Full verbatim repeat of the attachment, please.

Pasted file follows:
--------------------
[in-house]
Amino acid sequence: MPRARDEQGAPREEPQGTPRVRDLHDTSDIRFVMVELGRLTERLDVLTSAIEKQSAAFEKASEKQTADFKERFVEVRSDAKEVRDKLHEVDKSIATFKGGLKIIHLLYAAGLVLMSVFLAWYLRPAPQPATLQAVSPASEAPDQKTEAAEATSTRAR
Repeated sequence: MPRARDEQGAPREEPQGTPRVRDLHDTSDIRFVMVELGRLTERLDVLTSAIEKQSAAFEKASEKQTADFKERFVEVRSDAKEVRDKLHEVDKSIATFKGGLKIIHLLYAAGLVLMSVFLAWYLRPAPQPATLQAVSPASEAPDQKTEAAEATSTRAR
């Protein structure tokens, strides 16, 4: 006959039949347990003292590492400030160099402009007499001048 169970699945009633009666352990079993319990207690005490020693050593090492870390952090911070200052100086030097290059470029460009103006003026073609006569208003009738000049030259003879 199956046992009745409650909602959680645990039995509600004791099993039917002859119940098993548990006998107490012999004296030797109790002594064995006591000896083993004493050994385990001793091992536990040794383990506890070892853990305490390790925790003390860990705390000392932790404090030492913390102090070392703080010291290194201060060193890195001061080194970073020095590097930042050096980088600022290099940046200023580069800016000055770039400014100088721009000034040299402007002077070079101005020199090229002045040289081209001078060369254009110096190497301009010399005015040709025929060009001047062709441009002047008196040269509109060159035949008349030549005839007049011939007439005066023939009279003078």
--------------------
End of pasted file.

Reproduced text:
[in-house]
Amino acid sequence: MPRARDEQGAPREEPQGTPRVRDLHDTSDIRFVMVELGRLTERLDVLTSAIEKQSAAFEKASEKQTADFKERFVEVRSDAKEVRDKLHEVDKSIATFKGGLKIIHLLYAAGLVLMSVFLAWYLRPAPQPATLQAVSPASEAPDQKTEAAEATSTRAR
Repeated sequence: MPRARDEQGAPREEPQGTPRVRDLHDTSDIRFVMVELGRLTERLDVLTSAIEKQSAAFEKASEKQTADFKERFVEVRSDAKEVRDKLHEVDKSIATFKGGLKIIHLLYAAGLVLMSVFLAWYLRPAPQPATLQAVSPASEAPDQKTEAAEATSTRAR
């Protein structure tokens, strides 16, 4: 006959039949347990003292590492400030160099402009007499001048 169970699945009633009666352990079993319990207690005490020693050593090492870390952090911070200052100086030097290059470029460009103006003026073609006569208003009738000049030259003879 199956046992009745409650909602959680645990039995509600004791099993039917002859119940098993548990006998107490012999004296030797109790002594064995006591000896083993004493050994385990001793091992536990040794383990506890070892853990305490390790925790003390860990705390000392932790404090030492913390102090070392703080010291290194201060060193890195001061080194970073020095590097930042050096980088600022290099940046200023580069800016000055770039400014100088721009000034040299402007002077070079101005020199090229002045040289081209001078060369254009110096190497301009010399005015040709025929060009001047062709441009002047008196040269509109060159035949008349030549005839007049011939007439005066023939009279003078």